It’s no secret that Connecticut coach Geno Auriemma is about as quotable as they come.
We got a taste of that at Saturday’s press conference.
Actually, a taste might be an understatement.
A reporter asked Auriemma (whom I honestly feel like I should refer to as “Geno” because he’s so down to earth and has a Philadelphian accent) if he used his 58th birthday this past Friday to reevaluate where his life stands, like the rest of us might do. The reporter wanted to know if Auriemma still enjoys his job as much as he used to 10 years ago.
It was a loaded question, and a bit disarming considering the magnitude of Connecticut’s upcoming game against the Lady Lions on Sunday.
So was Auriemma’s long-winded and pensive answer.
It starts a little slow, but gets better. Here’s the gem, as unedited as I could make it. Enjoy.
Here, there’s laughter from the media as Auriemma examines the name card in front of him to make sure it wasn’t facing us the wrong way.
“No, the reason I did that was because it’s upside-down on my end, so I thought they weren’t saying anything because they didn’t care.
“Nah, I really don’t do that. I’m normal, you know? In a sense that I’m like everybody else. I think when you get to reflect a little bit on where you are and what you’ve done and how long you’ve been doing it, you do naturally question if this is still what you want to be doing. Do you still get the same enjoyment out of it that you used to? Are you still having the same impact on the players that you used to have or that you want to have? Do you still get the same response that you want to get?
“You know, I really don’t…I’ve never been one to think that much about the future. And I’ve not generally been one to look at the past and think that that should be an indicator of anything that’s gonna happen in the future, other than that I’m lucky. And I just continue to think that I’ll always be lucky. That’s the one thing that I’ve kind of held on to. But I don’t get to an age, really, and start to do that self-evaluation thing that people talk about and take stock of my life and all of that.
“I was playing with my grandson the other day and I just said, ‘Boy, I wonder…We’re looking at buying a playscape for him, you know, and there’s all these elaborate things that you can get. You know, they have these forts, you know, and a slide, and nine swings, and this thing you climb up on, and I’m saying to myself, ‘Man. Whatever happened to when you had a tree and a rock, and you find a way to amuse yourself all day with a tree and a rock?’ Things have changed a lot in 40 or 50 years for me. But, other than that, I don’t really worry too much about the basketball part of it or any of that stuff.”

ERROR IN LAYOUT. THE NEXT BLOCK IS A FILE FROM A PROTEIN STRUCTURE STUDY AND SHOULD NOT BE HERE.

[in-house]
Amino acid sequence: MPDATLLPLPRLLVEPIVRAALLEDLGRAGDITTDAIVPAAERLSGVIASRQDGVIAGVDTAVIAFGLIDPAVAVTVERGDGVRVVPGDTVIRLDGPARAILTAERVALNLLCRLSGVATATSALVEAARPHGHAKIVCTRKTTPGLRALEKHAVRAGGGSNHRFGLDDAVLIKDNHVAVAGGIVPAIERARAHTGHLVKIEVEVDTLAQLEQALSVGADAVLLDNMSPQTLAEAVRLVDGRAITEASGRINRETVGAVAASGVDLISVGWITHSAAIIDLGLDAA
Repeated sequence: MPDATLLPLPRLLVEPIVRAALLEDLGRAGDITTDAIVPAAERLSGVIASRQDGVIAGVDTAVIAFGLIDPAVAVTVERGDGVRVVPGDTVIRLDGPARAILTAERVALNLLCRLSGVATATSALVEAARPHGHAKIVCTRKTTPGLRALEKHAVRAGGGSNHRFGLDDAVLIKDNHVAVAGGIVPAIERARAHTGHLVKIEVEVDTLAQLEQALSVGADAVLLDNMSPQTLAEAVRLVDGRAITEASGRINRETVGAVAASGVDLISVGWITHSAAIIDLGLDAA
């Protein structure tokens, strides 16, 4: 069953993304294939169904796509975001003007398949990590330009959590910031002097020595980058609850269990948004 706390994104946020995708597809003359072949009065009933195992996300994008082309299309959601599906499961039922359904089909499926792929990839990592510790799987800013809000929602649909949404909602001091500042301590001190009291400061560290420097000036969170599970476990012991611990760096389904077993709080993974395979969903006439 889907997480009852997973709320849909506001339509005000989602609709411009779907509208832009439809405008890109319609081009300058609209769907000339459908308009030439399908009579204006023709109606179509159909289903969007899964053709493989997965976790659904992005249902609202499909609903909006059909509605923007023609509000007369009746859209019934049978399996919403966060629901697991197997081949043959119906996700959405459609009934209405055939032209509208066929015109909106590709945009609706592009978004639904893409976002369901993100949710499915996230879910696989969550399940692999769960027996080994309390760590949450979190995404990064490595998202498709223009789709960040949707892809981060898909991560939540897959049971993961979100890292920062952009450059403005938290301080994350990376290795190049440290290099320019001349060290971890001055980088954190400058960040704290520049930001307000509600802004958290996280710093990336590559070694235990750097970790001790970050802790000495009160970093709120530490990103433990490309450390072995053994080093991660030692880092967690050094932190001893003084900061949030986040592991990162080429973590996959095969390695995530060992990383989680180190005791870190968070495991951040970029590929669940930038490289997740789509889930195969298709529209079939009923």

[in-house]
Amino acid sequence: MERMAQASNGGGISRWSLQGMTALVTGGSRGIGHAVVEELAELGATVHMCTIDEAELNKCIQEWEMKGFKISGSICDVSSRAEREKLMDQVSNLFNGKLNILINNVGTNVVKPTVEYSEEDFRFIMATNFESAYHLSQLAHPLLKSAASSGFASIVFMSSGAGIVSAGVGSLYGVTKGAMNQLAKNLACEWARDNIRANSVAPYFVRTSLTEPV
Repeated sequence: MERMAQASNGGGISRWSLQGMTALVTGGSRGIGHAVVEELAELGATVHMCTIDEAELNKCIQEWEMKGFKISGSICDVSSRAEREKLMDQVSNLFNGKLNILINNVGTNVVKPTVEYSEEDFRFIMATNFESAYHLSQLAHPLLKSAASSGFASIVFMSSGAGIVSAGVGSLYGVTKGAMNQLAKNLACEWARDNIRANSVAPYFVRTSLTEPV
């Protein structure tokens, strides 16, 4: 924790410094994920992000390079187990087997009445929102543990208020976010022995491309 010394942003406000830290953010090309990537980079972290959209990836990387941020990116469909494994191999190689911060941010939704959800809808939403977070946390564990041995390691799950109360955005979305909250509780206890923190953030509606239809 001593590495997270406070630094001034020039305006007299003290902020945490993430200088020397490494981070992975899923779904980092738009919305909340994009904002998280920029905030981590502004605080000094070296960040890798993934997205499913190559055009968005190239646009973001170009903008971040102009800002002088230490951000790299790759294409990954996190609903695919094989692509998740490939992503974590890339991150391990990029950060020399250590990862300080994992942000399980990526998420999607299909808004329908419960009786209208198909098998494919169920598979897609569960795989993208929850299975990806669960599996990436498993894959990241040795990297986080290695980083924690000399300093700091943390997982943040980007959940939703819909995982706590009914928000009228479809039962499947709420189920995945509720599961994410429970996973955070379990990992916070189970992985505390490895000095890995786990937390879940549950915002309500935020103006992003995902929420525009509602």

The reporter then asked if coaching a 17-year old freshman girl, for instance, is different now than it was then.
“I have less patience for these guys now than I did when I was 30-something. I used to try and see things from their standpoint, and now I’m like a lot of old people - they [that is, old people] don’t really give a s--- about anybody but themselves. Have you ever been to a place where I’m giving out autographs? There’ll be, like, nine 8-year-olds in line to get an autograph and some 75-year old will just knock them all over and go, ‘Hey, get out of my way. I want an autograph,’ to get an autograph. And just bulldoze those little kids. Because you know? ‘I’m 75, and you got the rest of your life to wait for that [gosh darn] autograph. So get out of my way.’
“It’s the same thing when they’re driving, or they’re in the store. So I’m getting to an age where I have less patience for these guys. If I say do this, then do it! Don’t look at me, like ‘why?’ When I was 35, I would say, ‘OK, here is why we want to do this.’
“So I guess the difference is, I have less patience and they have less attention span. That’s not a good combination, you know? I’m trying to teach them to have better concentration for longer periods of time and they’re testing my patience.”
And that just about does it for Auriemma’s legendary rant.
Preach, Coach. Preach.